THE HEART of the controversy in last week's Metro board proposal to raise bus and subway fares is not whether the fares should be raised but how the increase would be applied. Should suburbanites shoulder the necessary increases by paying more for every mile of their long Metro trips? Should the base fare for all Metro rides, short and long, be increased to place the burden equally on city residents who take short trips and suburban residents who go long distances? No one doubts that Metro needs increased revenues, given its very generous workers' contract and the fact that the federal government is about to cut subsidies for the Metro operating budget.
This latest suburban-urban controversy was sparked by a suburban proposal for a reduction in the cost of riding the subway from the current 12.5 cents to 7.5 cents for every mile beyond the eighth. Last week the Metro board asked for an increase in the cost of traveling every mile beyond the third mile from 12.5 cents per mile to 13.5 cents. The issue won't be resolved for a while. But it is already obvious that too large an increase in long-distance fares could cause some Metro riders to return to their cars, causing faithful suburban riders eventually to have to make up the loss of revenues with higher fares. Suburban representatives to the Metro board argue that all riders should be willing to pick up more of the cost of long-distance rides to keep the largest possible number of riders using the system.
The other side of this dispute involves city officials' rebuffing attempts to impose a 10-cent surcharge on bus transfers. The transfers are free now, and a walk by almost any Metro stop will reveal a brisk business in people hunting up unused transfers from people getting off the bus. The idea is to avoid paying any fare. Metro estimates that the dime surcharge for transfers would raise about $2.2 million. City officials sitting on the Metro board point out that city residents need to transfer from one bus to another much more often than suburban riders and thus would pay the lion's share of the 10-cent charges. They contend this would be unfair.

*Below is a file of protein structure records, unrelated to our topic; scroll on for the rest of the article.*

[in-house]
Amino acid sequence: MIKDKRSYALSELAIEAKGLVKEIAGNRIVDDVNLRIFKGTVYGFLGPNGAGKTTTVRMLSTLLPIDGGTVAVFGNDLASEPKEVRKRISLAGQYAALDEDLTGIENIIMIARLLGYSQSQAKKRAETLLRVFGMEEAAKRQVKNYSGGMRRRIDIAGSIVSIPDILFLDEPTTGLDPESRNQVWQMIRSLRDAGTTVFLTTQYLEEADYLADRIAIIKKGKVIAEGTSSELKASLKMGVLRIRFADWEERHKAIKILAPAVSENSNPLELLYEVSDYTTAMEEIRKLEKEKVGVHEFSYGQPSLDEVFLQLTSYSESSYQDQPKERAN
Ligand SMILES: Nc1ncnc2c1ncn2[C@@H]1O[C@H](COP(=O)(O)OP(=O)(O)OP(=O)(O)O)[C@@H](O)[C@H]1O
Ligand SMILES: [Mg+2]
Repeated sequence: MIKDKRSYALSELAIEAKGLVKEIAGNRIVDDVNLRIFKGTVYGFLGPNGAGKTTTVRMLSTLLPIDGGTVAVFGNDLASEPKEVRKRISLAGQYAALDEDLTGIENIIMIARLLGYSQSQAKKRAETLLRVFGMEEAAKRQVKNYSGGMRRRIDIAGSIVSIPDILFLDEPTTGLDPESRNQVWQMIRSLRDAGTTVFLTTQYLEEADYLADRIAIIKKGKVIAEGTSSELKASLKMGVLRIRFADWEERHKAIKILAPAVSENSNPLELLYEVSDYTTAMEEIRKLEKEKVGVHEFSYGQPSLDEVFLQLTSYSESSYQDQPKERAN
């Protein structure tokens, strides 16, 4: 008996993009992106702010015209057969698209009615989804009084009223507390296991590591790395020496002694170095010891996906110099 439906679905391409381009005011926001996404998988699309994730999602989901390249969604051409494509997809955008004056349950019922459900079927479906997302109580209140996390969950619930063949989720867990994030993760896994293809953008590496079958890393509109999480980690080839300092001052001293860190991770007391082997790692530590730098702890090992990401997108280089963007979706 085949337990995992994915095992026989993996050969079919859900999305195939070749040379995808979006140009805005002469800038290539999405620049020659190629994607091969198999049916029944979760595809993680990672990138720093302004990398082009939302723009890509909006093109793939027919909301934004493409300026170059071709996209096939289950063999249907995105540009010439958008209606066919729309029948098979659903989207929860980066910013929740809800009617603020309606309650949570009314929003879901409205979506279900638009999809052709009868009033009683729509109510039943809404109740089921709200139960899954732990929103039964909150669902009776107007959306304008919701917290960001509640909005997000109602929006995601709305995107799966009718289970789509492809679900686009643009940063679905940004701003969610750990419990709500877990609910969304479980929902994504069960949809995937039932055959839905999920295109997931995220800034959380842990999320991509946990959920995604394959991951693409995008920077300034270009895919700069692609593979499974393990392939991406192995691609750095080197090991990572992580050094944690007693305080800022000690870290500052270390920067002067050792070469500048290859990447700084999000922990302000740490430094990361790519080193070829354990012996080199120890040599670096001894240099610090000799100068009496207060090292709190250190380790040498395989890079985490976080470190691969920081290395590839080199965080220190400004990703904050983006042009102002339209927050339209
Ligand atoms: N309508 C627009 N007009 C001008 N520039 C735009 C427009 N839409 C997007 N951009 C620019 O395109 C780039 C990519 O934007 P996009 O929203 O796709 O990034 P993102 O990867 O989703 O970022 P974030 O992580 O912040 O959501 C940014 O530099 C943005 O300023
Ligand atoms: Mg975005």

This your-court/my-court game between city and suburb over the cost of Metro has been in progress since the first rail was put down. The suburbs did not want to pony up their share of the construction money without guarantees that the city would not default on its financial obligations to Metro as the construction moved out to the suburbs. But the quarrel is becoming ridiculous, and common-sense and common-interest solutions are fairly plain.
A sliding scale of costs per mile of travel would seem to be logical answer to keeping long-distance travelers on Metro while having them pay their fair share of the costs. The scale would reduce the cost for every added mile traveled while starting with the same base fare for all riders. The bus transfer surcharge of 10 cents, on the other hand, should be adopted outright. It will, in fact, place a greater burden on city bus riders, as has been argued. But the added charge will also help to eliminate the widespread cheating with transfers that is taking money from the pockets of both city and suburban riders. It would not make sense to increase the base cost of riding the bus to absorb the lost money from improperly used transfers. The very small surcharge will help to keep fares relatively low for everyone.